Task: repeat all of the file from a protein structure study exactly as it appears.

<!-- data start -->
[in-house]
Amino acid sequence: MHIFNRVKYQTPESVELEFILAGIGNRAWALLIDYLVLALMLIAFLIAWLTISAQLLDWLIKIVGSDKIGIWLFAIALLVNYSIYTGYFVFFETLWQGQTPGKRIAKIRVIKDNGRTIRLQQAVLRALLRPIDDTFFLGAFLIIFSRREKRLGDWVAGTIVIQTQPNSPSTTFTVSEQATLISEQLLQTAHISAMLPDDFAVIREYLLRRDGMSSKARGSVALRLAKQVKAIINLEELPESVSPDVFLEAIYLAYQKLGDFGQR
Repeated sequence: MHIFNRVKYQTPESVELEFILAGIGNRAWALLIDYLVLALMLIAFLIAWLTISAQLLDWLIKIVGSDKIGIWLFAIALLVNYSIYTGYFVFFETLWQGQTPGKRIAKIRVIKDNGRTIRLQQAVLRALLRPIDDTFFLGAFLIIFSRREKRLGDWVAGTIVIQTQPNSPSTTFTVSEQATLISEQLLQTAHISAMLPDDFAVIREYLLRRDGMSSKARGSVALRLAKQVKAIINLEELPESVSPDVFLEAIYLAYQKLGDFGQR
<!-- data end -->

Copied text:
[in-house]
Amino acid sequence: MHIFNRVKYQTPESVELEFILAGIGNRAWALLIDYLVLALMLIAFLIAWLTISAQLLDWLIKIVGSDKIGIWLFAIALLVNYSIYTGYFVFFETLWQGQTPGKRIAKIRVIKDNGRTIRLQQAVLRALLRPIDDTFFLGAFLIIFSRREKRLGDWVAGTIVIQTQPNSPSTTFTVSEQATLISEQLLQTAHISAMLPDDFAVIREYLLRRDGMSSKARGSVALRLAKQVKAIINLEELPESVSPDVFLEAIYLAYQKLGDFGQR
Repeated sequence: MHIFNRVKYQTPESVELEFILAGIGNRAWALLIDYLVLALMLIAFLIAWLTISAQLLDWLIKIVGSDKIGIWLFAIALLVNYSIYTGYFVFFETLWQGQTPGKRIAKIRVIKDNGRTIRLQQAVLRALLRPIDDTFFLGAFLIIFSRREKRLGDWVAGTIVIQTQPNSPSTTFTVSEQATLISEQLLQTAHISAMLPDDFAVIREYLLRRDGMSSKARGSVALRLAKQVKAIINLEELPESVSPDVFLEAIYLAYQKLGDFGQR